Screening Plants & Ideas for Confined Spaces

Get inspiration and learn about plants suitable for screening in smaller gardens.

Plants, Plan Your Garden

Need more privacy?  Want to block the view from a neighbour’s window?  Want to block out an ugly view?  But only have postage stamp garden, or just have very narrow borders? Don’t want to be for ever pruning a fast growing screening plant?

This is a problem garden designers increasingly encounter in modern gardens.  One day someone might invent a neat evergreen pillar of a plant, that only occupies a small footprint, rapidly grows to a set height and then stops!  In the meanwhile, here are a few plant thoughts and ideas, which you might find helpful:

1. Deciduous Trees

Screening plants don’t necessarily have to be evergreen.  Fastigiate trees, with dense upright branches are also very useful:

  • Fastigiate Hornbeam (Carpinus betulus ‘Fastigiata’ and ‘Frans Fontaine’)
  • Birches
  • Ornamental Pears (e.g. Pyrus calleryana ‘Chanticleer’)
  • Fastigiate Oak and Beech may also be options
  • Even small light trees can soften a view e.g. Amelanchier, Sorbus
  • Some trees can be used as very tall stilted hedges e.g. a few fastigiate 3m tall Hornbeams planted a few meters apart can form an almost instant screen, although this is an expensive option.
  • Pleaching might be worth thinking about, but is expensive, and a higher maintenance option

2. Evergreen Trees

If evergreen is a must, you don’t have to rush to conifers or Eucalyptus (which can be a thug).  There are a number of evergreen shrubs, which are now grown as small standard trees.

  • Our favourite is Cotoneaster ‘Cornubia’ (red berries) or ‘Exburyensis’ (yellow berries)
  • Also look for Photinia ‘Red Robin’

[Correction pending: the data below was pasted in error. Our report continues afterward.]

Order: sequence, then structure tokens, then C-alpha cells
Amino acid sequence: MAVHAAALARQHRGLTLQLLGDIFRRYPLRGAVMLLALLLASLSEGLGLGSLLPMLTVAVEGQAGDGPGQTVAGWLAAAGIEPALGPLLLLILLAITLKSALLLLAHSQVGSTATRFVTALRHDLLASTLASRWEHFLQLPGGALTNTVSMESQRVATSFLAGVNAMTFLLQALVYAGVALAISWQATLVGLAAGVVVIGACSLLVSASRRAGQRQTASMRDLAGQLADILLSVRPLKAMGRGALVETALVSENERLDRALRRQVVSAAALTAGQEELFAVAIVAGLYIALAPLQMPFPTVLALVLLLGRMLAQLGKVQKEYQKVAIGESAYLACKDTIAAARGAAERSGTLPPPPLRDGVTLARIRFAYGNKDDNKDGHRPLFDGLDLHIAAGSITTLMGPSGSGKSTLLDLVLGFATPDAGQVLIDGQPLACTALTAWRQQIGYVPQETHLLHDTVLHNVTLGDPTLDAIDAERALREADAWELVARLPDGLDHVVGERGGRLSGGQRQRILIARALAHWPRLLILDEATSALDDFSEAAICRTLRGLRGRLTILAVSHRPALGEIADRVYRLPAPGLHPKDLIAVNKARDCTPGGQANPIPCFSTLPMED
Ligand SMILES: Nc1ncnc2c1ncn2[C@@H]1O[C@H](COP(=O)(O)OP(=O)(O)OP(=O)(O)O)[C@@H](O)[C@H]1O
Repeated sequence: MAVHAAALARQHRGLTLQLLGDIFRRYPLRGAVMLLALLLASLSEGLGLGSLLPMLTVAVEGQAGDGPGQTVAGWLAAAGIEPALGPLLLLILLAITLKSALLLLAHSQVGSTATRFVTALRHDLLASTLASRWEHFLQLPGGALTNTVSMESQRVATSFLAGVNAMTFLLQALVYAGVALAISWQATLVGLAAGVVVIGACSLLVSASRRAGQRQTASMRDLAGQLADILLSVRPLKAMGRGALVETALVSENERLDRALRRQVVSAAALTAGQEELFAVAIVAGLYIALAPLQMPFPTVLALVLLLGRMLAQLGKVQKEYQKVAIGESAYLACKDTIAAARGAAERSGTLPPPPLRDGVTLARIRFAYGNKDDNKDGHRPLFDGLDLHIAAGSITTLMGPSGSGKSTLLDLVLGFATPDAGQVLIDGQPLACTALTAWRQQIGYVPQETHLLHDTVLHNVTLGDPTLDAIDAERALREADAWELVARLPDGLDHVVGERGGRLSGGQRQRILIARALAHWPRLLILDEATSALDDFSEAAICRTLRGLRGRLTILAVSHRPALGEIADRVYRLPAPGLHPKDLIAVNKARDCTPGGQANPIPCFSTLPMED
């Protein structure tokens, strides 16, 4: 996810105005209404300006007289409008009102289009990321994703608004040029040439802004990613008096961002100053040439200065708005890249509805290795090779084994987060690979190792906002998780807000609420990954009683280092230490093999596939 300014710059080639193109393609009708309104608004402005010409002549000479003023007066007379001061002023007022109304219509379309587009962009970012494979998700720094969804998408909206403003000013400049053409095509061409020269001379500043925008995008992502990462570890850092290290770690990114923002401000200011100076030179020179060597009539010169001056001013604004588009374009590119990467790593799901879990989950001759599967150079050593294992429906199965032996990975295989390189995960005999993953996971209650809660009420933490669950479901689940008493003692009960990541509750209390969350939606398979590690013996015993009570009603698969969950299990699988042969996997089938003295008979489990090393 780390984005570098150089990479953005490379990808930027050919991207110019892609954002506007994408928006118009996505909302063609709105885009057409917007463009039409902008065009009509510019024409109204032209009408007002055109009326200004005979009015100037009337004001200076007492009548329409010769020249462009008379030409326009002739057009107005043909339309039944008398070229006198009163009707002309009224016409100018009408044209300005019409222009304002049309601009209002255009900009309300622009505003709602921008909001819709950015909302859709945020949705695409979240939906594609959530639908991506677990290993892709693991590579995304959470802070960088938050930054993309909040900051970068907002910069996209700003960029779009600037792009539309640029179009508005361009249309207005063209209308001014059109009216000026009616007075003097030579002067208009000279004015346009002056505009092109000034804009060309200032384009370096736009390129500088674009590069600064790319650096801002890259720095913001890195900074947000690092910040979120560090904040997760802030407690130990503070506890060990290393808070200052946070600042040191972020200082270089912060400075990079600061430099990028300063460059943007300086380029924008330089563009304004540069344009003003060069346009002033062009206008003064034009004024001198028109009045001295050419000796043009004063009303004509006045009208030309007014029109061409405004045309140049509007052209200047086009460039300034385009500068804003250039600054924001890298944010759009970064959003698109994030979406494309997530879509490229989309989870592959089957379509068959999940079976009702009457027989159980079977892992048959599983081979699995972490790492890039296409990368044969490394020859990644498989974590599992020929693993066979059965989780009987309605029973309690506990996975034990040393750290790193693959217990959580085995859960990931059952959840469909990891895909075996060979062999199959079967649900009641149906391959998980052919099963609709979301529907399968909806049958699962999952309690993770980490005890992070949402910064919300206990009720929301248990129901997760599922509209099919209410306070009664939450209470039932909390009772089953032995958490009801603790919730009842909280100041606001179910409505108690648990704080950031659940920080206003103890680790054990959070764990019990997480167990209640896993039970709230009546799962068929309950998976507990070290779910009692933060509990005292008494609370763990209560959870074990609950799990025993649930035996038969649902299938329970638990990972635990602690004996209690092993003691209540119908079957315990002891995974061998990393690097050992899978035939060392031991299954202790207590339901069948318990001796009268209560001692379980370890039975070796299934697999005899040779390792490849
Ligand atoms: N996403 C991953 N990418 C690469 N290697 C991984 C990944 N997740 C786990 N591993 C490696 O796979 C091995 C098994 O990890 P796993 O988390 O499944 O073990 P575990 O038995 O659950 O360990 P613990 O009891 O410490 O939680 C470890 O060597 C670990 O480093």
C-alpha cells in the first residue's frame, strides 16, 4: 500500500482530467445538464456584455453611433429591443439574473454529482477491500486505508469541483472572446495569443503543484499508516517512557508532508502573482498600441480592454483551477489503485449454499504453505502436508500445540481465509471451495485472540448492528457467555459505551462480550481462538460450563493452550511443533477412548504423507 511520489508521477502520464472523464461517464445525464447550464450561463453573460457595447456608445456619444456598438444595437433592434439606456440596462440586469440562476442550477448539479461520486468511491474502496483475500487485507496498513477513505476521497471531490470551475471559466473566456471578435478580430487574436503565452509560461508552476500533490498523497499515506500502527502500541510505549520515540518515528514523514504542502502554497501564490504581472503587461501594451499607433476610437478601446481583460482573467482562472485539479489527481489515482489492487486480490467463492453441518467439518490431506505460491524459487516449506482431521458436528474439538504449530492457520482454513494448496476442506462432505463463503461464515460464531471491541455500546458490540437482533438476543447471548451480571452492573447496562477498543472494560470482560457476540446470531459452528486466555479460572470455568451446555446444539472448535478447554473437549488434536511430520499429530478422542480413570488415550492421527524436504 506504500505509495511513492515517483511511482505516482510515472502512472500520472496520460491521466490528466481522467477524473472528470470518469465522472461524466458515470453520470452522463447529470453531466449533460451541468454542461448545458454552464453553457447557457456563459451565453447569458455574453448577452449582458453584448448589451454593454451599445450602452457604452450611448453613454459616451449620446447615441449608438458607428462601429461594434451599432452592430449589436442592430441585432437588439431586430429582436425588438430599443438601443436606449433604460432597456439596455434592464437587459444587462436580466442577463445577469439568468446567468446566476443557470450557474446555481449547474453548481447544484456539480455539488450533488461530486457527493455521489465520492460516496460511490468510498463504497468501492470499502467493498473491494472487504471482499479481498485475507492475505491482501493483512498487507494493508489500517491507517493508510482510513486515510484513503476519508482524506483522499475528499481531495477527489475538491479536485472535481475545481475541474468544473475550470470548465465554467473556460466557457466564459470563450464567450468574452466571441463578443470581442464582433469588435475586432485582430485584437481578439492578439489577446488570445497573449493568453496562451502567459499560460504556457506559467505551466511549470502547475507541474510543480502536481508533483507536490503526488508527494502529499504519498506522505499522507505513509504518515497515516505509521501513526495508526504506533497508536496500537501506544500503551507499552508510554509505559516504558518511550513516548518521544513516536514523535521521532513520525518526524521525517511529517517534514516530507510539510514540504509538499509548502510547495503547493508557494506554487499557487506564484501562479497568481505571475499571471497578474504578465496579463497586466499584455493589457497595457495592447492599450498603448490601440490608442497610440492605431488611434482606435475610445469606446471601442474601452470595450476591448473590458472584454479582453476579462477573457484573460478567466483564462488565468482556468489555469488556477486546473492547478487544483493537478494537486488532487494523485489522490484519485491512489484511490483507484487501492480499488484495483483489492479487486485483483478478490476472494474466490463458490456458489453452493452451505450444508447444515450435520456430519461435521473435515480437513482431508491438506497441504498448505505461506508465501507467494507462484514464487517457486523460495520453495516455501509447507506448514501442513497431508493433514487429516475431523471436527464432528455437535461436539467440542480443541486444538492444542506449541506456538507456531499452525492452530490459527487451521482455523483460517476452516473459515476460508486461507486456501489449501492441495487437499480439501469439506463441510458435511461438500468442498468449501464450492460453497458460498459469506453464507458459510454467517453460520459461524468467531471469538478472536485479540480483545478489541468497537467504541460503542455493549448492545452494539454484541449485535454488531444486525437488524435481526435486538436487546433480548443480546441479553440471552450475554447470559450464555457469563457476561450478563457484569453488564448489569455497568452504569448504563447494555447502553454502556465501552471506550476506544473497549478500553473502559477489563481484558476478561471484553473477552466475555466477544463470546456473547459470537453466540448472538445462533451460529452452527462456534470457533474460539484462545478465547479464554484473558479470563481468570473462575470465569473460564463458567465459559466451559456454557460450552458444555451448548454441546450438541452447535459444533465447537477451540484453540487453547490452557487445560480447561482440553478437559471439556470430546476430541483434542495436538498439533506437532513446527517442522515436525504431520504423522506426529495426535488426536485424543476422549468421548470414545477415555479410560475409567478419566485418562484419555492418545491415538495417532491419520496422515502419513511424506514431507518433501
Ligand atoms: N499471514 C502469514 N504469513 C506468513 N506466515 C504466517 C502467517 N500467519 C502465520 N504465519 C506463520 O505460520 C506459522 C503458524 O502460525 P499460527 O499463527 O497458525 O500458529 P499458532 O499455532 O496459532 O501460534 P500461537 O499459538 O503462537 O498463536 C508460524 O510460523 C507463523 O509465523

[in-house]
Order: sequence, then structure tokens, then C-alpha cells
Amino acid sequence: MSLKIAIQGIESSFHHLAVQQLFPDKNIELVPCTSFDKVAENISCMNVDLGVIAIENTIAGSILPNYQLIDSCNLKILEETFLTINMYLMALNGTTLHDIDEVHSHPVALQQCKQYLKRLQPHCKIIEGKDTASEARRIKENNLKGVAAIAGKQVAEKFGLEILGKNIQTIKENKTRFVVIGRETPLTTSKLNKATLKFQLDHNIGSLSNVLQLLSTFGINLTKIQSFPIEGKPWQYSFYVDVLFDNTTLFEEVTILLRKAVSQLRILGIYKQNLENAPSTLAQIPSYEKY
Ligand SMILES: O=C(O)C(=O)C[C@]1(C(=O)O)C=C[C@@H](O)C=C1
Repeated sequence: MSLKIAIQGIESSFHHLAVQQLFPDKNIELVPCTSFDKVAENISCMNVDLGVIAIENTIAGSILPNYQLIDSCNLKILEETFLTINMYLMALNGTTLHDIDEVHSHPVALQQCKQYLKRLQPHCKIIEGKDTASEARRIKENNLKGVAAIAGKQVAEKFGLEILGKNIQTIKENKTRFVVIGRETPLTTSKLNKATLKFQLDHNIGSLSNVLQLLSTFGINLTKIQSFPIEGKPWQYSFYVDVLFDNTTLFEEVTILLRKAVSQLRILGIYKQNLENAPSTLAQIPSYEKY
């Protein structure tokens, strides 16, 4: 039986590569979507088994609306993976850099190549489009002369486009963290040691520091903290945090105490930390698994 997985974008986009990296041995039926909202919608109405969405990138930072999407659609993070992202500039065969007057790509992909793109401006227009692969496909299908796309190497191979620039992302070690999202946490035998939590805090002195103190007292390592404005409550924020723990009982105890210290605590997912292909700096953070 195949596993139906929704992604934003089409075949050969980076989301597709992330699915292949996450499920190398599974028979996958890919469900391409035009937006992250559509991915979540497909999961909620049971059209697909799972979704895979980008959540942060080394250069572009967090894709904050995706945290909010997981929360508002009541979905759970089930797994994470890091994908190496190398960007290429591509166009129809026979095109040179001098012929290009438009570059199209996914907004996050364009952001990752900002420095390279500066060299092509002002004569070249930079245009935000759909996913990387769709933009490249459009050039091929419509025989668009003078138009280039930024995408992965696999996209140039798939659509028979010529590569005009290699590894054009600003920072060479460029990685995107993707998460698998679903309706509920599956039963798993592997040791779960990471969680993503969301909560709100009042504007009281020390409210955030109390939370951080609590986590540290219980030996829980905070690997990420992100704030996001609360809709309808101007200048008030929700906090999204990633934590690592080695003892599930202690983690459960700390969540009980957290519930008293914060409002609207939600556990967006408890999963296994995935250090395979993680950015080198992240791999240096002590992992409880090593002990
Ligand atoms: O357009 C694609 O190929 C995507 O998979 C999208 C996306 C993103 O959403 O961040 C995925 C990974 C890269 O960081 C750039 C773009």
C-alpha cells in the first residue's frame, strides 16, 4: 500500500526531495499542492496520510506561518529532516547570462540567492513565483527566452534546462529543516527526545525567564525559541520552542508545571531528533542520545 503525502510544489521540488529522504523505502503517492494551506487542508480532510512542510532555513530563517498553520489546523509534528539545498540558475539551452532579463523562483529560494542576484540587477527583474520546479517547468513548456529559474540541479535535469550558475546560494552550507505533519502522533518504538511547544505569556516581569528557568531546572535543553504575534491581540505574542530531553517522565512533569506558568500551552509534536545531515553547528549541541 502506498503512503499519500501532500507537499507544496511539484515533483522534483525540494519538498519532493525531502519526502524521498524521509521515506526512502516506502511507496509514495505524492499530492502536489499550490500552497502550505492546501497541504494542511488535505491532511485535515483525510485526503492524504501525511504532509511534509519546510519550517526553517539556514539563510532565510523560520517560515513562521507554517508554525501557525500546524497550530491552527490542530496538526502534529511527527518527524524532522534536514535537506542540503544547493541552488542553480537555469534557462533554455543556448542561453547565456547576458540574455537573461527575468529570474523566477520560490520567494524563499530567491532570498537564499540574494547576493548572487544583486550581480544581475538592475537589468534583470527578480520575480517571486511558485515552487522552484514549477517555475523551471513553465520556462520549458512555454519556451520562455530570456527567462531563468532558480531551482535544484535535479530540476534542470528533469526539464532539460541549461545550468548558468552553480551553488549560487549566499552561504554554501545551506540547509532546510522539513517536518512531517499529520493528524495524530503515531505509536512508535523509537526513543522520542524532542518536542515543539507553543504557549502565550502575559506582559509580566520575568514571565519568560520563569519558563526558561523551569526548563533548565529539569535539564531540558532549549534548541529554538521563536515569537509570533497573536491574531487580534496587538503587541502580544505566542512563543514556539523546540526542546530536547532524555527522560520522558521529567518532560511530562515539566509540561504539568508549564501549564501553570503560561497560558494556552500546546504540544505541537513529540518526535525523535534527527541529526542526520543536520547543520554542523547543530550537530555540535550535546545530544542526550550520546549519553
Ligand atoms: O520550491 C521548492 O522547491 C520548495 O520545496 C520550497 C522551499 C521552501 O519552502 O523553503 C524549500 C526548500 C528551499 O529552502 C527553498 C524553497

• Ligustrum japonicum and lucidum
  • Portugal Laurel
  • Magnolia grandiflora
  • Bay
  • Elaeagnus
  • Hollies
  • If your garden is warm enough, how about trying the Pineapple Broom (Cytisus battandieri), normally seen as a wall shrub, but it makes a smashing little evergreen tree.

3. Shrubs, Conifers and Bamboos

  • Conifers:  Lots of people are thankfully looking to use Thuja plicata instead of Leylandii, but where space is limited, think about the more pillar like conifers such as Juniper ‘Skyrocket’ and Cupressus macrocarpa ‘Goldcrest’.  And if you want to try something a bit different, how about Calocedrus decurrens (Incense Cedar)?
  • Fast growing upright shrubs can be a lower cost option.  Look for Pittosporum varieties.  Arbutus might also be worth a try. Hollies are also worth thinking about, but are much slower.
  • Bamboos: Our personal view is that in most circumstances these are unsuitable in small gardens as even the best behaved clump forming varieties tend – unless watched carefully – to edge their way beyond their intended space.

4. Points to Note

  • Screening plants don’t always have to be planted near the boundary – the closer to you the plant is, the more effective screening it will do
  • If you are planting several plants, the planting will look more interesting if you plant in little irregular groups / triangles, as opposed to straight lines.
  • Sometimes screening plants are so impressive, they simply draw the eye towards the object you are trying to screen.  Think about also creating interest within the garden to draw the gaze away from the unwanted view.
  • There are other ways of screening – trellis, pergolas etc. might be options.  Single pergolas can be particularly effective in confined spaces.

Photo Credits

Header Image (Sorbus); Birch; Ornamental Pear; Sorbus; Amelanchier; Photinia; Portugal Laurel; Cytisus battandieri; Holly; Pittosporum; Cupressus macrocarpa ‘Goldcrest’; Calocedrus decurrens; Arbutus.

2 thoughts on “Screening Plants & Ideas for Confined Spaces

  1. Hi, that was my exact requirement when we moved to this house 13 years ago and I planted a standard cytisus battandiari to give privacy from a neighbours stair window. It has been a great success but in the last 5 years it has only wanted to fall down! It is propped up on every side and is now looking unsightly and I have decided it should be cut down to the base and if it should shoot from there to allow it to become a multi-stemmed shrub as it would more naturally grow. I feel that the root system is not strong enough to support a thick tree trunk with a substantial leafy top. Something to bear in mind for others in the same position as I.

    1. Thanks for your comment Jean. This plant can be pruned hard every year when grown as a small tree to keep it in shape and balanced – if you don’t want to completely reduce it to ground level.

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